Soybean growers should watch for lodging

A technical agronomist with Bayer says reports of lodging in soybeans are on the rise in the Western Corn Belt.

Joe Lemmons, who covers South-Central Nebraska, says adverse weather conditions impacted stalk integrity. “Beans took advantage of some late June early July rainfall that we had and they got a little bit taller than they probably normally would have, even those varieties that I would say are technically short. Some of those varieties, I would say don’t get very tall, got much larger than they probably should have, and they’ll reach the center of my chest, and I’m a 6 1/2 foot tall guy.”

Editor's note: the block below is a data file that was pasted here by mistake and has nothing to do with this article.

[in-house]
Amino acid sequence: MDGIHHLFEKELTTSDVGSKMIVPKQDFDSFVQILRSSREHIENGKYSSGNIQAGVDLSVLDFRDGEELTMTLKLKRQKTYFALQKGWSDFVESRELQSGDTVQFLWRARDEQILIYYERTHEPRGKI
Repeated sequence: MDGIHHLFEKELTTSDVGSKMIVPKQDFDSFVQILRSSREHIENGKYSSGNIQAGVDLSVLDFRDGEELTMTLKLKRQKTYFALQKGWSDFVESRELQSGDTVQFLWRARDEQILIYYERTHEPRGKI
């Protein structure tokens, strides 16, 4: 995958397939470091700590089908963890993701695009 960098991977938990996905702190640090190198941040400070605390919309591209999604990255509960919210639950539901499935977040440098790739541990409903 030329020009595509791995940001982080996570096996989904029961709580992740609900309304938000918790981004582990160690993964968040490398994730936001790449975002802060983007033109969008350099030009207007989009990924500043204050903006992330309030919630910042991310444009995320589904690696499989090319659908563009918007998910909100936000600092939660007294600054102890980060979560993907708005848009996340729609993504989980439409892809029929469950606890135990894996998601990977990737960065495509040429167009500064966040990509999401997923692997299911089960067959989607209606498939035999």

He tells Brownfield he’s concerned some plants will not be able to pick themselves up and be a challenge for combines. “Some soybeans will, as they start to mature, it starts to pull on those tissues and it will ride itself up to a certain point. We want to make sure we look at those fields very carefully and get those harvested early because you’re going to get more disease, you’re going to get more issues with some of those pots starting to abort if we let them sit too long.”

Lemmons says lodging can also lead to an increase of disease pressure for the next growing season.

He spoke with Brownfield at the 2023 Husker Harvest Days in Grand Island, NE.

Joe Lemmons:

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